where . Also, is defined as

Instead, consider the relaxed constraint set . Then, it follows that

(22)

Using , , and , the right-hand side of \erefeq:thm:4, if first optimized w.r.t. the ’s, yields

(23)

where , , . Also, using conversion, we have for any non-negative vector and any :

Taking and , it can be shown that , where

(24)

and , whose -th element is defined as , \erefequeq:thm:5 becomes

(25)

Optimizing w.r.t. finally yields

(26)

By applying Jensen’s Inequality twice, we obtain

(27)

If is defined as \erefeq:blockdVectorDef, the first expectation evaluates to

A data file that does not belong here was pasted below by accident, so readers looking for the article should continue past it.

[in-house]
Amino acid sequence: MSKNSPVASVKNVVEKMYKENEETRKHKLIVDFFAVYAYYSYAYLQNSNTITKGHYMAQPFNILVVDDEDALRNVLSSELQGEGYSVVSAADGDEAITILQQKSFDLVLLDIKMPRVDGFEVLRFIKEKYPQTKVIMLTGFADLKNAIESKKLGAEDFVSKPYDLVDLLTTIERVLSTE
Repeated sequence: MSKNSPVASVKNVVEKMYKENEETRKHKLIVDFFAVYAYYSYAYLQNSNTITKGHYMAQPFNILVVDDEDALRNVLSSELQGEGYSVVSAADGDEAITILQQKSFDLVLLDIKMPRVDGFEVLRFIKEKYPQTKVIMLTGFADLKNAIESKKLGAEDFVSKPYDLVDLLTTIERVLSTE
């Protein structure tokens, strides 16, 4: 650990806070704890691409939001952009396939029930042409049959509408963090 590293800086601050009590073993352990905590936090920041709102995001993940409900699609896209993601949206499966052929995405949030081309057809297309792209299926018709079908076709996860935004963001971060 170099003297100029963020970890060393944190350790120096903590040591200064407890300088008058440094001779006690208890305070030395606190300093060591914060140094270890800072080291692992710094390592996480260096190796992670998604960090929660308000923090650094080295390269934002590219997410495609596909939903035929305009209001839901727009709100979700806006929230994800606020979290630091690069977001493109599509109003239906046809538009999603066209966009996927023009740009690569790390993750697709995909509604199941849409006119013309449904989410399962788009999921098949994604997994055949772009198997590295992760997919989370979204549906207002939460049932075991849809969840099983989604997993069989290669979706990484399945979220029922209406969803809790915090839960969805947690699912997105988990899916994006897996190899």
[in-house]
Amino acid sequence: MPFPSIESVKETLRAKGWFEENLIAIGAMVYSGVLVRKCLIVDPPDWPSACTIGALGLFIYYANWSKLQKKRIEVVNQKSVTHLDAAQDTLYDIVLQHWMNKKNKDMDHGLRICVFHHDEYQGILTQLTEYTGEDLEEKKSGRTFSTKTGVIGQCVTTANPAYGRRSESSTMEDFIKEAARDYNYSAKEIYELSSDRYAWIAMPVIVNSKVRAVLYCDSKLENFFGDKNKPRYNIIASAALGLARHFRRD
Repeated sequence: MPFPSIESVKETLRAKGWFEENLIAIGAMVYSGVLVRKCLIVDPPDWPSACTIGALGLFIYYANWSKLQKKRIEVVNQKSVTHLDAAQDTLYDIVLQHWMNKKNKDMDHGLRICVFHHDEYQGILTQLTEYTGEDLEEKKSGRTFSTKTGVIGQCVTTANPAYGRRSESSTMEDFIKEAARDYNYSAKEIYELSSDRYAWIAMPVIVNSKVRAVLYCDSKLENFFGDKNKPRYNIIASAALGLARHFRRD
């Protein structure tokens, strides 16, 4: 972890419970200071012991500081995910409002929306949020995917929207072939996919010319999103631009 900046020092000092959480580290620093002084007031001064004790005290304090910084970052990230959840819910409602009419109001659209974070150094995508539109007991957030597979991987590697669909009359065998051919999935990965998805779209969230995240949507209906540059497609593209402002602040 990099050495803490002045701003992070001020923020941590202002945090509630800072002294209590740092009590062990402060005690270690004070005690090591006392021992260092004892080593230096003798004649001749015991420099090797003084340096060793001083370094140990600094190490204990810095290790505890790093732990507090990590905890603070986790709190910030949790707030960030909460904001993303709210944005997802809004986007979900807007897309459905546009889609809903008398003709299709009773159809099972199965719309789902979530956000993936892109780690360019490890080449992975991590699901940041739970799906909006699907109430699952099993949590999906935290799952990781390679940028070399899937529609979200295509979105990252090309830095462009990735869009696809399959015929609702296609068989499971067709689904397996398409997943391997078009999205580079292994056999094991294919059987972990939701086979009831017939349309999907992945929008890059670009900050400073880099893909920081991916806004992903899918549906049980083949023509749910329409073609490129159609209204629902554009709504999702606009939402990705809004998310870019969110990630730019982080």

(28)

Note that with the aid of \lemmreflemm:lemma, and definition of in \erefeq:blockdVectorDef, it can be shown that

(29)

Combining \erefeq:thm:8, \erefeq:thm:9 and \erefeq:thm:10 we conclude that

where we used the Arithmetic-Geometric Mean inequality in the last step.

{prop}

Let stack all the columns of a matrix into a vector. Define the matrix as (8). . Let denote the Pseudo inverse of matrix , and define the orthogonal projection . Also, let the vector , where . If one defines , and , then the solution of the following QP

(30)

is the same as the solution of the optimization problem (15).

Proof.

The proof follows from the fact that , and . Replacing these quantities in (15) completes the proof. ∎